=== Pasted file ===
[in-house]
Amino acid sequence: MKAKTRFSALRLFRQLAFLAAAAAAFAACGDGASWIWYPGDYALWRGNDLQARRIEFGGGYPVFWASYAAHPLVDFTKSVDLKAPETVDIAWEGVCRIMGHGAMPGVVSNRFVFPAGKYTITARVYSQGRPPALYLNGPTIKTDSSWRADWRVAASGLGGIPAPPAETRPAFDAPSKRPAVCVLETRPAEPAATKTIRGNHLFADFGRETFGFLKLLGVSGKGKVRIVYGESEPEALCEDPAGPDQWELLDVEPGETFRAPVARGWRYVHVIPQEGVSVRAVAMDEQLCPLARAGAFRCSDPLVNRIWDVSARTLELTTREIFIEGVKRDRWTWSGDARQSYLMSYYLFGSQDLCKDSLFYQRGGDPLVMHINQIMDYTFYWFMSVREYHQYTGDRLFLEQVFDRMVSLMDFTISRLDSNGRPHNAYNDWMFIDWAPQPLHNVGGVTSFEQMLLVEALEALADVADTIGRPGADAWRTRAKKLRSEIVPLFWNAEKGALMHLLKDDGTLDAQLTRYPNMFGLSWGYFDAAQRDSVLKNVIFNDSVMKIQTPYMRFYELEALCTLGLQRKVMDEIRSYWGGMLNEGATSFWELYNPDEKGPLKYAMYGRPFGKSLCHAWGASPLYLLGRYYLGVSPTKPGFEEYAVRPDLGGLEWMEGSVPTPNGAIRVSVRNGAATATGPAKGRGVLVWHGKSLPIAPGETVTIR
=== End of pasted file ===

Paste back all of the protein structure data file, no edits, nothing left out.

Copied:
[in-house]
Amino acid sequence: MKAKTRFSALRLFRQLAFLAAAAAAFAACGDGASWIWYPGDYALWRGNDLQARRIEFGGGYPVFWASYAAHPLVDFTKSVDLKAPETVDIAWEGVCRIMGHGAMPGVVSNRFVFPAGKYTITARVYSQGRPPALYLNGPTIKTDSSWRADWRVAASGLGGIPAPPAETRPAFDAPSKRPAVCVLETRPAEPAATKTIRGNHLFADFGRETFGFLKLLGVSGKGKVRIVYGESEPEALCEDPAGPDQWELLDVEPGETFRAPVARGWRYVHVIPQEGVSVRAVAMDEQLCPLARAGAFRCSDPLVNRIWDVSARTLELTTREIFIEGVKRDRWTWSGDARQSYLMSYYLFGSQDLCKDSLFYQRGGDPLVMHINQIMDYTFYWFMSVREYHQYTGDRLFLEQVFDRMVSLMDFTISRLDSNGRPHNAYNDWMFIDWAPQPLHNVGGVTSFEQMLLVEALEALADVADTIGRPGADAWRTRAKKLRSEIVPLFWNAEKGALMHLLKDDGTLDAQLTRYPNMFGLSWGYFDAAQRDSVLKNVIFNDSVMKIQTPYMRFYELEALCTLGLQRKVMDEIRSYWGGMLNEGATSFWELYNPDEKGPLKYAMYGRPFGKSLCHAWGASPLYLLGRYYLGVSPTKPGFEEYAVRPDLGGLEWMEGSVPTPNGAIRVSVRNGAATATGPAKGRGVLVWHGKSLPIAPGETVTIR